It's hard to explain exactly how you just feel before interviewing Paul McCartney. I had far less butterflies than when I spoke to, say, Liam Gallagher for NME. Also, weirdly, I'd probably be more nervous interviewing someone like Dean Blunt or Fat White Family. I put it down to the confrontation factor. With someone like Liam or Dean or FWF, you don't know what you're gonna get. With Macca, it's... Macca. The guy's got 50 years experience of people like me prodding him about every topic on earth. He's somebody who most music fans – me included – will already know shedloads about before even saying hello. So you'd have to be a real idiot to fuck it up, right?
I don't think I did fuck it up, which is good. It was still a totally strange experience though. Exciting more than anything. One-to-one, I found McCartney to be personable and, oddly perhaps, unguarded. I describe in the magazine how he turned up at Hog Hill Mill studios to meet me, a bag of bagels in one hand (more of which later) and some roses from his garden in the other, after I'd travelled down from London with his PR, Stuart Bell.
Macca was late – he's always late, apparently (guess he has to deal with the odd bit of attention) – so me, Stuart and a few of Paul's house/studio-keepers sat around in the modest kitchen with a cup of tea. I couldn't help but notice all the pointless things in there – a bog-standard microwave, a book of The Far Side in the toilet, a few unwashed dishes, teatowels etc. In fact, calling it modest doesn't really do the place justice. Stuart told me how another journalist had gone home the day before perplexed at how normal it all looked (aside from the working windmill outside), and had texted him in disbelief asking, "Paul doesn't actually live there, does he?!"
Paul doesn't live at Hog Hill Mill - he's got a farm somewhere nearby - but I think my point still stands. This place is his home studio, and it's a lot less glitzy than you might imagine. People walking about in wellies are the order of the day, and there are no gross Elton-style diva-ism's in sight.
Saying that, the room where we did the interview, upstairs, was something else entirely. Everywhere you look there's bit of music history - from Bill Black's upright bass that he played on all of Elvis' Sun Sessions material (I had a quick go on it at Macca's behest), to loads of pristine old 60s prints. It's got an ethereal quality, like an Aladdin's Cave of Beatley brilliance.
As was our interview. Sometimes you speak to bigger artists and they'll refuse point blank to talk about their past. It always pisses me off - I think it's an insult to the fans and boring, above all else. Paul doesn't care about that though (why would he?) and within about 20 seconds of me asking him about 'New' he was referencing what it was like writing songs with John, playing Hamburg, recording Penny Lane, writing Blackbird, The Beatles splitting up etc.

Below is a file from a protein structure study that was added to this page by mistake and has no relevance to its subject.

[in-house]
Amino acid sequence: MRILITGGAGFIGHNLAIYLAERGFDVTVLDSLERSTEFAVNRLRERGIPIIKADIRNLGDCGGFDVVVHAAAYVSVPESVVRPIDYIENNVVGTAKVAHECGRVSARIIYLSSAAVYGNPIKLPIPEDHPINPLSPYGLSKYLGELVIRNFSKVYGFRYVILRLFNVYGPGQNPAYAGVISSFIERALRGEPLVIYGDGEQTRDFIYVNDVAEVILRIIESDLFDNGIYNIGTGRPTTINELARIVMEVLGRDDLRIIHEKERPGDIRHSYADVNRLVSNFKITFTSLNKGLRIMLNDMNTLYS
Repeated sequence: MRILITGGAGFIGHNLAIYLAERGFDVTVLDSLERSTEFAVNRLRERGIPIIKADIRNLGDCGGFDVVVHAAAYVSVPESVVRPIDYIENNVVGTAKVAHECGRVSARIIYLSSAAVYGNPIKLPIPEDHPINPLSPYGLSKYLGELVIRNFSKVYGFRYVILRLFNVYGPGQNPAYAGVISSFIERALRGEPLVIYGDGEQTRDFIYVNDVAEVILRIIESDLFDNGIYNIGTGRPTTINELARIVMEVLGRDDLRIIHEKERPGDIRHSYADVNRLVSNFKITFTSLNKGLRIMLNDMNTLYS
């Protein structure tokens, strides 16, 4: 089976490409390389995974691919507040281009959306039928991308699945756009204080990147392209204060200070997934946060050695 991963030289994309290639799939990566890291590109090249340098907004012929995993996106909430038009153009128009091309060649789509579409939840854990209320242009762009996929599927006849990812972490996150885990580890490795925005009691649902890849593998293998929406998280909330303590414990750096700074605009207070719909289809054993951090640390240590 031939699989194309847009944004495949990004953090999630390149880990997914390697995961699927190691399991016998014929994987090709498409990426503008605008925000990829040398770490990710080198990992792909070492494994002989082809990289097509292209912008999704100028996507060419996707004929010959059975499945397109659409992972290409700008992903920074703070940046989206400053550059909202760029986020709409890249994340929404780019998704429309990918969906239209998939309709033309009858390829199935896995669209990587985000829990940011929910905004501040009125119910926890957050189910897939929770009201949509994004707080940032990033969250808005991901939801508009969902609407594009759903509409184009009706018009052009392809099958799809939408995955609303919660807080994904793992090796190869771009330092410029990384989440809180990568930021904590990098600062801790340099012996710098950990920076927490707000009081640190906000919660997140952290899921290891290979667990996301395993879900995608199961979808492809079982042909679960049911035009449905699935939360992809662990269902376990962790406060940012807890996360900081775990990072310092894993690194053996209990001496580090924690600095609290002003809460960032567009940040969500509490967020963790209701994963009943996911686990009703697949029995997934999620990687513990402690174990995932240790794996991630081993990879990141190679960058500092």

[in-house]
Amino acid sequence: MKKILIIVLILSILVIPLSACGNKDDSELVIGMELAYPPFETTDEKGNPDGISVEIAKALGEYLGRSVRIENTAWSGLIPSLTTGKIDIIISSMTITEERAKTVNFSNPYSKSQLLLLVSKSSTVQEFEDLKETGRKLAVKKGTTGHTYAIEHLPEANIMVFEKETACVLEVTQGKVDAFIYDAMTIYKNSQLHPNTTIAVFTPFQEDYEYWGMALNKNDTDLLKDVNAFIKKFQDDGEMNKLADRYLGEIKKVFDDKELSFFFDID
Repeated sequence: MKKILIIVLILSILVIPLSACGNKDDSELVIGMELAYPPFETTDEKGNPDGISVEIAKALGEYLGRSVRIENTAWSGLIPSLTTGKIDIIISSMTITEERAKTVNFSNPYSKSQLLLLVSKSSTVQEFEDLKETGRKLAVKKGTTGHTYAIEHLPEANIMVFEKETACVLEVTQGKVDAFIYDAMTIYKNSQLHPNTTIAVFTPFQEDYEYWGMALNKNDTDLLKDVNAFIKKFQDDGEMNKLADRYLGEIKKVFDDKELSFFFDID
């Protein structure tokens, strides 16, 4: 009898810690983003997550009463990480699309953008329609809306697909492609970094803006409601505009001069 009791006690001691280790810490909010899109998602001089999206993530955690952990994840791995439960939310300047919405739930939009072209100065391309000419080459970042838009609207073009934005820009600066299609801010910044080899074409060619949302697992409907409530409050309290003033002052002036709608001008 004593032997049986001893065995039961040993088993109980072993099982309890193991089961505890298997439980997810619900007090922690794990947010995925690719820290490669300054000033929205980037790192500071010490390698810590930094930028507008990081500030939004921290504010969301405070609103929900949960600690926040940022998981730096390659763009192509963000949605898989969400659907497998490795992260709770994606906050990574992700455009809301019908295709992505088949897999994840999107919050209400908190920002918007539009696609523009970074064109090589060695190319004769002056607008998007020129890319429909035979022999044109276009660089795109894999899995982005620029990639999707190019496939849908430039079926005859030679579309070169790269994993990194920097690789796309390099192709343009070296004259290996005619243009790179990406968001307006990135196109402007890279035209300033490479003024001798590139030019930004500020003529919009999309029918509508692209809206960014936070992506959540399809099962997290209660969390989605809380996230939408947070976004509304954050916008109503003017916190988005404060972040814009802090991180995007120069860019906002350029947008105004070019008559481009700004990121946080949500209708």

The best bits of our chat overall? Macca speaking candidly about his age, I reckon. He's the greatest and most successful living songwriter in modern popular culture, and - then 71 - (barring any Futurama-style intervention) is entering the final stages. It was something I wanted to quiz him on, thinking he'd answer that he'll carry on playing forever, like Chuck Berry has. But it wasn't quite as simple as that. Elsewhere, the stuff about him looking at the tracklistings of his 70s output and not recognising half of it was genuinely very funny, and The Beatles stories (obviously) were just mindblowing. Regardless of how many times you've heard them before – and the stuff we printed in the mag was all kinda new to me – I defy anyone not to go a bit giddy when Macca himself is explaining first person how 'I Saw Her Standing There' came about back in the Forthlin Road days ("Me and John, we were sat just like me and you are now," he explained, which still cracks me up now).
He was great, in short. But then, why on earth wouldn't he be?
As a final point, I feel I should highlight the aforementioned bagels. Macca loves them. He has hummus and Marmite together on the same buttered slice, which – I know – sounds pretty rank. But, and I kid you not, it tastes absolutely fucking brilliant. I can't recommend it highly enough, and neither can he. According to Paul, the bagels (seeded) and hummus must come from Panzer's deli in north London, and the top half of the bagel is best. So now you know.